Land tenure regularization and occupation have been a longstanding challenge in the Brazilian Amazon where land grabbing and land conflicts have been present for centuries. Few studies have been able to identify how much influence effective land tenure regularization can have on socioeconomic and environmental factors for the local population in the Amazon region.
The research proposed here builds on existing literature, field visits and geospatial analysis to identify a set of variables which can contribute to the creation of a methodology to understand social, economic and environmental impacts of land tenure regularization in the context of Brazil’s Terra Legal program, created in 2009 to regularize 57 million hectares of federal public lands in the Amazon as one of the main governmental strategies to combat deforestation.
Local perception of indigenous titling programs in the Peruvian Amazon
Center for International Forestry Research, Peru
This paper analyzes local perceptions of communal land titling programs for Indigenous communities in the Peruvian Amazon. It is based on field research conducted in the regions of San Martin and Ucayali by the Center for International Forestry Research (CIFOR) in collaboration with the GIZ project ProTierras Comunales. This research assessed the progress made by land titling programs to provide information for decision makers that could improve tenure security and livelihood outcomes for indigenous people in the selected regions. In general, participating Indigenous people viewed land titling programs positively and believed these initiatives increased property rights security, however gaps in government support and confusion over land zoning are areas of concern.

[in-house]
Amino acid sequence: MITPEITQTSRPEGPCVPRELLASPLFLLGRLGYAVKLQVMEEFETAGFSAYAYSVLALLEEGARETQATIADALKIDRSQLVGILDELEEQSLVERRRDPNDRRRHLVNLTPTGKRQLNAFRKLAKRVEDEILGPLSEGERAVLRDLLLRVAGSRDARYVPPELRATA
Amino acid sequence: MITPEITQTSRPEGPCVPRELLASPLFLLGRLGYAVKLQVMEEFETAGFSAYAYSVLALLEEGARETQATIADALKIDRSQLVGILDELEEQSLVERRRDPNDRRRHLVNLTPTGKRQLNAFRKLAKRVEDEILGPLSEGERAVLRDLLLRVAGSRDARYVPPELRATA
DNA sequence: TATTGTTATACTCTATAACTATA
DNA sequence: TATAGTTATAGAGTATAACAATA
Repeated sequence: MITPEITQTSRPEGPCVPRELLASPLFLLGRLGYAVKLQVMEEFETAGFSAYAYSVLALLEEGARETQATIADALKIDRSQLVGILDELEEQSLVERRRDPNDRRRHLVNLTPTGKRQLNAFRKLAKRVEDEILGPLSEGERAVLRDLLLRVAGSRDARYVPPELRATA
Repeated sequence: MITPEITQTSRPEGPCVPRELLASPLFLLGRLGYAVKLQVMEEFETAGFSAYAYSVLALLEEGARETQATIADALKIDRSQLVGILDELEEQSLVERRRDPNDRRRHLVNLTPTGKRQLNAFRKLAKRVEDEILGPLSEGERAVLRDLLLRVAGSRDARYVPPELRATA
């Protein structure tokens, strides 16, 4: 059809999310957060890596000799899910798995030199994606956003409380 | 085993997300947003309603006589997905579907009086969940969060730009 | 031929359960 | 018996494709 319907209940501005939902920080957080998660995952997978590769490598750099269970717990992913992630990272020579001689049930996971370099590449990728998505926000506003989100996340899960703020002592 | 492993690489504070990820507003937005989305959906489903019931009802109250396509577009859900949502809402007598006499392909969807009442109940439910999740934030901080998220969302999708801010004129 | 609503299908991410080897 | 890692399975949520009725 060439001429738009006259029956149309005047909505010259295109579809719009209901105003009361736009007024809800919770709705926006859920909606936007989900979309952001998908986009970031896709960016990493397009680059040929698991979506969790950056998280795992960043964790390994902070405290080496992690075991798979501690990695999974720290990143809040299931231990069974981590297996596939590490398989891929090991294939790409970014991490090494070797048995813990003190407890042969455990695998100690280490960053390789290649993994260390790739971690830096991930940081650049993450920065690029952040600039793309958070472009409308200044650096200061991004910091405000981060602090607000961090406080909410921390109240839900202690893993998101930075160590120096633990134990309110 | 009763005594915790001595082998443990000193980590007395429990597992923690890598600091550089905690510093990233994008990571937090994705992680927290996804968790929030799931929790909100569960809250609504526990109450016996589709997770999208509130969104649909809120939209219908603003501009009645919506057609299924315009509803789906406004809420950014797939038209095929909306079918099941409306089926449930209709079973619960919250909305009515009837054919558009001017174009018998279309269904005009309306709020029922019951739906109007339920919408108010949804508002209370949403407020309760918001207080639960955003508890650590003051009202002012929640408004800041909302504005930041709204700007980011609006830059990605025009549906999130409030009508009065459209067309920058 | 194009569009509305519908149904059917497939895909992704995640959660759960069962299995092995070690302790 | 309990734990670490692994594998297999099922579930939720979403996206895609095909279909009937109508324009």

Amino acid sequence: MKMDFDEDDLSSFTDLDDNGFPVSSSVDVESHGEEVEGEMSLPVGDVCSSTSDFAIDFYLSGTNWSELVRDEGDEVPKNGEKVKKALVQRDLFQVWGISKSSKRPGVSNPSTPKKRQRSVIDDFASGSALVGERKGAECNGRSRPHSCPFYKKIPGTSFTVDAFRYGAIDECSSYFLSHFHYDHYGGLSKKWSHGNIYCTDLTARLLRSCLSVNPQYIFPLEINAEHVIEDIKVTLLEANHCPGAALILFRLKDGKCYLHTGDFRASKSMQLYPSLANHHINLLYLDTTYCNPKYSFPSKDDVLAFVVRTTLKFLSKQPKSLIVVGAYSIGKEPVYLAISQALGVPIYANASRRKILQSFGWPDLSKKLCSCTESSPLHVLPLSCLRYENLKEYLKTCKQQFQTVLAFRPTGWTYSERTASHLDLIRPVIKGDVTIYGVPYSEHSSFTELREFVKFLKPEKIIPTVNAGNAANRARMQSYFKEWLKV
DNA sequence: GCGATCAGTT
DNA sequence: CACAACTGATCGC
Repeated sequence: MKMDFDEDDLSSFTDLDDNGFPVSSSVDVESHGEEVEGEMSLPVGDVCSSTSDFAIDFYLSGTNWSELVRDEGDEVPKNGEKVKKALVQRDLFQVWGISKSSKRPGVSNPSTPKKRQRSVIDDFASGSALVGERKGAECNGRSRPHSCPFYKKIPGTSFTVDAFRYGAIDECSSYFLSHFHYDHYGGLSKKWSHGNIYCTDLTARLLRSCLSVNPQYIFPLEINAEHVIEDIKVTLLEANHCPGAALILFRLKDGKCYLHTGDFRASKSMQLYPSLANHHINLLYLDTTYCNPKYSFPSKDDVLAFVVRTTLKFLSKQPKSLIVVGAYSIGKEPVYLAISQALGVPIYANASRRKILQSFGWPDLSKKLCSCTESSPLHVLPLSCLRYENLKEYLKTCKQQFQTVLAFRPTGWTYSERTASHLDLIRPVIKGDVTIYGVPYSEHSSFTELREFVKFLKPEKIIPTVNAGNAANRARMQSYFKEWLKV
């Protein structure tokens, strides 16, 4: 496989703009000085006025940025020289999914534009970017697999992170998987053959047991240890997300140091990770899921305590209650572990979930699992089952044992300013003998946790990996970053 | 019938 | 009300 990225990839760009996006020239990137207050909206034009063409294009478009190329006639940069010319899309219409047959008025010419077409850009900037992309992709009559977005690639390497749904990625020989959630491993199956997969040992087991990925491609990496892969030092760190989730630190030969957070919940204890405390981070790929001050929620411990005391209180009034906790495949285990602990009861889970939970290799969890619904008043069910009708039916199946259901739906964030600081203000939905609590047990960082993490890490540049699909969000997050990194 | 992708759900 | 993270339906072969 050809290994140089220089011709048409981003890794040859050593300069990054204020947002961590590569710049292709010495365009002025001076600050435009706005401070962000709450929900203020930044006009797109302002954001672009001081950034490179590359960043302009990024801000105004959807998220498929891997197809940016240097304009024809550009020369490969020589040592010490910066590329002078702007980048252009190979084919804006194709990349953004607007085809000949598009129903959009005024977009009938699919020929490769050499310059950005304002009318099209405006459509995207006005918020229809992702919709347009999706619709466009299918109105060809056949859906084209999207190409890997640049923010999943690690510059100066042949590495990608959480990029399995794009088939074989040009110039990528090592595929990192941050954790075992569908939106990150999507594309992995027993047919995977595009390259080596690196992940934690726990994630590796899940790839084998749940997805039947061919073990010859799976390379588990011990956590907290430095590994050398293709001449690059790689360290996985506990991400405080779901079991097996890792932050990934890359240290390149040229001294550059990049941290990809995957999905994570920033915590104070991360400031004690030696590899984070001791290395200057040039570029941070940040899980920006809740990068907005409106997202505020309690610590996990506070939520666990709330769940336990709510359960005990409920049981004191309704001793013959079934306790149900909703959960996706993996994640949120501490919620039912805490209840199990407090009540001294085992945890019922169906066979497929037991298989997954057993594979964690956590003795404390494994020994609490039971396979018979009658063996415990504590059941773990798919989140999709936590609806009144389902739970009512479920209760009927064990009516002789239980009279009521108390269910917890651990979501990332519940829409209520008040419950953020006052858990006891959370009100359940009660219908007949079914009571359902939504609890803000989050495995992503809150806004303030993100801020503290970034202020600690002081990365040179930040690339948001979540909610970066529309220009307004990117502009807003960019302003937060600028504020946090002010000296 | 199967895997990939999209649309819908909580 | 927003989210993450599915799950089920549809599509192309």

Governance structures of native forests' management policy in North Argentina: the role of policy forums in mediating between conservation and production
1University of Bern, Switzerland; 2Modul University, Austria; 3Heriot-Watt University, Edinburgh
Native forests are complex systems and the institutions governing them affect their ecosystem.
The forest policy in Argentina aims to achieve a compromise between production and conservation objectives. Furthermore, there are efforts promoting mediation between forests’ conservation and cattle production, aboriginal peoples’ rights, family farming survival and large estate land titles. It is therefore at the crossroad between different visions of sustainable development and of land tenure systems.
There is gap in the understanding of social mechanisms that drive collaboration among forest governance stakeholders. This paper aims to develop the understanding of the role of policy forums in connecting stakeholders with different core beliefs on forest management.
We study this complex policy arena via a mixed methods research design, which integrates social network analysis with stakeholder analysis, combining quantitative and qualitative analytic techniques. We combine the study of the policy networks topology, with the analysis of stakeholders’ core beliefs systems.
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Conference: 20th Land and Poverty Conference